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Let it Snow, Just Not on Solar Panels | Washington DC | Maggio Roofing

Wednesday, January 15th, 2014 by Office


DC’s first major snowfall in three years brought no more than two inches to the city and drew mixed reactions from the locals. It could have been worse; other states were literally buried.

Regardless, experts say that snow load isn’t something to worry about as long as the roof is built to spec. So, you can let nature clean up its own mess; no need to take out that shovel and work several feet above. However, if your house comes with solar panels from DC roofing contractors like Maggio Roofing, you may need to go out after all.

It should be obvious that a thick blanket of snow on solar panels can reduce energy production to almost nil. In fact, it’s not just snow that can hamper the panels, as Martin LaMonica writes.

"A thick blanket of snow--and we've seen many of those this winter--can all but eliminate electricity production. Sure, some light can penetrate through but the panels produce just a fraction compared to their potential.

Here's another thing I learned: because of the way solar panels are wired together, a little bit of snow--or bird droppings or leaves--blocking just a portion of an array can dramatically cut the output."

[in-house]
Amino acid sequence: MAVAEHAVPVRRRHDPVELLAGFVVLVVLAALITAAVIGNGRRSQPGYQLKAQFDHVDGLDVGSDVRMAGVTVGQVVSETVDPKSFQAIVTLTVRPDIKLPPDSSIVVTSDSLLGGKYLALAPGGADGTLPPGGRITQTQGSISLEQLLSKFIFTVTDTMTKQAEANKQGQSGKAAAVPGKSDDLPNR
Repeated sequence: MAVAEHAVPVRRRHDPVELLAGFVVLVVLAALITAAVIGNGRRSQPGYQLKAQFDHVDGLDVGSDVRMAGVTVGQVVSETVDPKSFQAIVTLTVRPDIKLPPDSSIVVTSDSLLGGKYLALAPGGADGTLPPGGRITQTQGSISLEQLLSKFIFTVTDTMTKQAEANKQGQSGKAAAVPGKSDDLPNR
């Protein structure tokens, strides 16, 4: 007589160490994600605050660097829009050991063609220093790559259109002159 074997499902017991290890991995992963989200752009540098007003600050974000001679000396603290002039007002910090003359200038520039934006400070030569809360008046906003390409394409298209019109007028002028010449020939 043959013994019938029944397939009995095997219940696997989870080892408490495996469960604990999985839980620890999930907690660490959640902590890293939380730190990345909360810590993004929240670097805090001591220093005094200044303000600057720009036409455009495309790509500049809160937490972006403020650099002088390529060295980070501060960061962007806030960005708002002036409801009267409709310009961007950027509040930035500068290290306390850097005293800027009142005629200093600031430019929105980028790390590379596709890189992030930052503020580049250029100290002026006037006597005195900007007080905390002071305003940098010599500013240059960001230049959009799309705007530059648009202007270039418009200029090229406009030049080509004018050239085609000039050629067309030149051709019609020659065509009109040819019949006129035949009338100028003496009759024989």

Solar panels works great in cold weather, even better. However, thick snow, even on one part of the panel, can deny the system of precious solar energy. One study in 2012 recorded energy losses of up to 60 percent during wintertime and 18 percent annually. For a power generation system that doesn’t make as much as fossil fuel power plants, this is a significant reduction.

It's time to take your snow rake out of its shed. Before you start raking, however, heed LaMonica’s advice of attaching a soft strip.

"When I mentioned what the rake was for, the guy at the hardware store cleverly recommended I attach a squeegee-like strip on the bottom so I didn't risk damaging the expensive panels."

Some rakes in the market have these strips whose duty is to make sure the rake does its job minus collateral damage. They can cost around $20 online.

Above all else, learn to practice safety when clearing snow off roofs. The rakes are designed to be operable from ground level, eliminating the need to go up to the roof where the risk multiplies tenfold. Should you scratch the panels by accident, contact a Washington, DC roofing contractor for a quick assessment.

(Article excerpt from “A tale of solar panels, snow, and roof rakes,” CNET, February 6, 2009)

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